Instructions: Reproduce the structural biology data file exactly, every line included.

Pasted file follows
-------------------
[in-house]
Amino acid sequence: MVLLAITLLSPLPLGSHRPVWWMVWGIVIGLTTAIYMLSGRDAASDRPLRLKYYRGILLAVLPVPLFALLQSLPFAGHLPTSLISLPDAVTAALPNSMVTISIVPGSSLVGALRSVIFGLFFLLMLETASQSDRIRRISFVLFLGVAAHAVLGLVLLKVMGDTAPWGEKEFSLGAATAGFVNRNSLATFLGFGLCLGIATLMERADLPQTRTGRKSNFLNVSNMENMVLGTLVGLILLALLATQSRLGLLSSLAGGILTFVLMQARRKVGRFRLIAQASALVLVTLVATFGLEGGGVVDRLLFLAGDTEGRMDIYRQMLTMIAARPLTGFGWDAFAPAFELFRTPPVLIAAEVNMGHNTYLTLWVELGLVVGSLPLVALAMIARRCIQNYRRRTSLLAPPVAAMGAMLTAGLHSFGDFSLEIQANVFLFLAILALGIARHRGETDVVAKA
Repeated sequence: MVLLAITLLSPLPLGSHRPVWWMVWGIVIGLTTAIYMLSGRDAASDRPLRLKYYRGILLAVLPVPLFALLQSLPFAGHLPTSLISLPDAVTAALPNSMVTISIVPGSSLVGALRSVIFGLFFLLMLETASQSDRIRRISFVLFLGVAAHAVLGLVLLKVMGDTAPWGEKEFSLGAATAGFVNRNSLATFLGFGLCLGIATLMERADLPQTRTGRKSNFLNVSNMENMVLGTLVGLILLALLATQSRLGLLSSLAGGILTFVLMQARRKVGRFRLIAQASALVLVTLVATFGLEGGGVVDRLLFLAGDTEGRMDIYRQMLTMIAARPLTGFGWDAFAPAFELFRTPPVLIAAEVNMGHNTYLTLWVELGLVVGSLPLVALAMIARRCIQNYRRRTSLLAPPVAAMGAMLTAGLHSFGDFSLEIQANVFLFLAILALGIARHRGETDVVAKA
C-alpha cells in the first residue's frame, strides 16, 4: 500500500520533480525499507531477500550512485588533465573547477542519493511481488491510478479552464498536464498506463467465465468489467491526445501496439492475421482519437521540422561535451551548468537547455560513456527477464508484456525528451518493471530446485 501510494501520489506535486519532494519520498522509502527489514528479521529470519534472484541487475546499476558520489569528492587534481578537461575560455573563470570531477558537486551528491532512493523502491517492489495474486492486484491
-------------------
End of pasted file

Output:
[in-house]
Amino acid sequence: MVLLAITLLSPLPLGSHRPVWWMVWGIVIGLTTAIYMLSGRDAASDRPLRLKYYRGILLAVLPVPLFALLQSLPFAGHLPTSLISLPDAVTAALPNSMVTISIVPGSSLVGALRSVIFGLFFLLMLETASQSDRIRRISFVLFLGVAAHAVLGLVLLKVMGDTAPWGEKEFSLGAATAGFVNRNSLATFLGFGLCLGIATLMERADLPQTRTGRKSNFLNVSNMENMVLGTLVGLILLALLATQSRLGLLSSLAGGILTFVLMQARRKVGRFRLIAQASALVLVTLVATFGLEGGGVVDRLLFLAGDTEGRMDIYRQMLTMIAARPLTGFGWDAFAPAFELFRTPPVLIAAEVNMGHNTYLTLWVELGLVVGSLPLVALAMIARRCIQNYRRRTSLLAPPVAAMGAMLTAGLHSFGDFSLEIQANVFLFLAILALGIARHRGETDVVAKA
Repeated sequence: MVLLAITLLSPLPLGSHRPVWWMVWGIVIGLTTAIYMLSGRDAASDRPLRLKYYRGILLAVLPVPLFALLQSLPFAGHLPTSLISLPDAVTAALPNSMVTISIVPGSSLVGALRSVIFGLFFLLMLETASQSDRIRRISFVLFLGVAAHAVLGLVLLKVMGDTAPWGEKEFSLGAATAGFVNRNSLATFLGFGLCLGIATLMERADLPQTRTGRKSNFLNVSNMENMVLGTLVGLILLALLATQSRLGLLSSLAGGILTFVLMQARRKVGRFRLIAQASALVLVTLVATFGLEGGGVVDRLLFLAGDTEGRMDIYRQMLTMIAARPLTGFGWDAFAPAFELFRTPPVLIAAEVNMGHNTYLTLWVELGLVVGSLPLVALAMIARRCIQNYRRRTSLLAPPVAAMGAMLTAGLHSFGDFSLEIQANVFLFLAILALGIARHRGETDVVAKA
C-alpha cells in the first residue's frame, strides 16, 4: 500500500520533480525499507531477500550512485588533465573547477542519493511481488491510478479552464498536464498506463467465465468489467491526445501496439492475421482519437521540422561535451551548468537547455560513456527477464508484456525528451518493471530446485 501510494501520489506535486519532494519520498522509502527489514528479521529470519534472484541487475546499476558520489569528492587534481578537461575560455573563470570531477558537486551528491532512493523502491517492489495474486492486484491